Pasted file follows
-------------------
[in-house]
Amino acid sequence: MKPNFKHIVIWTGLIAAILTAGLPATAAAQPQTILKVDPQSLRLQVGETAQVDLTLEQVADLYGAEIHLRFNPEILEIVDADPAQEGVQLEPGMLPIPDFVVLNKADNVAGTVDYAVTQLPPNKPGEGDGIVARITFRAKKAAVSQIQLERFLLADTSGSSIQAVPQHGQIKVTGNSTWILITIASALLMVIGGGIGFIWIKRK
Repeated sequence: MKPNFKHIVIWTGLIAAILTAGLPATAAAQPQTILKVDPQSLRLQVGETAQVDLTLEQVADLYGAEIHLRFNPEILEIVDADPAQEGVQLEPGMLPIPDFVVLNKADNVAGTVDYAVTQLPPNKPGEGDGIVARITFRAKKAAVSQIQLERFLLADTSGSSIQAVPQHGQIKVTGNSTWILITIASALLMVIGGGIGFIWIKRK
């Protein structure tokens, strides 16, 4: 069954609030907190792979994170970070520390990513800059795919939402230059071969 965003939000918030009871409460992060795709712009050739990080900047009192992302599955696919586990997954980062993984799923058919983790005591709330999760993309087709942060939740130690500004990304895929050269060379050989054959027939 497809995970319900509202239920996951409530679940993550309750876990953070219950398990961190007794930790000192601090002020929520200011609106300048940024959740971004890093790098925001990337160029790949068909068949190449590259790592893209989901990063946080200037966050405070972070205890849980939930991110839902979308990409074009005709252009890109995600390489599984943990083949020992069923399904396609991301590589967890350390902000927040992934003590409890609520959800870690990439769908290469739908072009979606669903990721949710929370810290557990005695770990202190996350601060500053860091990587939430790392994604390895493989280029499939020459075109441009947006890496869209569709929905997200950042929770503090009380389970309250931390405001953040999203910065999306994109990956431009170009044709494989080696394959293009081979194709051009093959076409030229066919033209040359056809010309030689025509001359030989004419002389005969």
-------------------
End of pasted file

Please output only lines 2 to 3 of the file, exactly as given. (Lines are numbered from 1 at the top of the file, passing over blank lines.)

Amino acid sequence: MKPNFKHIVIWTGLIAAILTAGLPATAAAQPQTILKVDPQSLRLQVGETAQVDLTLEQVADLYGAEIHLRFNPEILEIVDADPAQEGVQLEPGMLPIPDFVVLNKADNVAGTVDYAVTQLPPNKPGEGDGIVARITFRAKKAAVSQIQLERFLLADTSGSSIQAVPQHGQIKVTGNSTWILITIASALLMVIGGGIGFIWIKRK
Repeated sequence: MKPNFKHIVIWTGLIAAILTAGLPATAAAQPQTILKVDPQSLRLQVGETAQVDLTLEQVADLYGAEIHLRFNPEILEIVDADPAQEGVQLEPGMLPIPDFVVLNKADNVAGTVDYAVTQLPPNKPGEGDGIVARITFRAKKAAVSQIQLERFLLADTSGSSIQAVPQHGQIKVTGNSTWILITIASALLMVIGGGIGFIWIKRK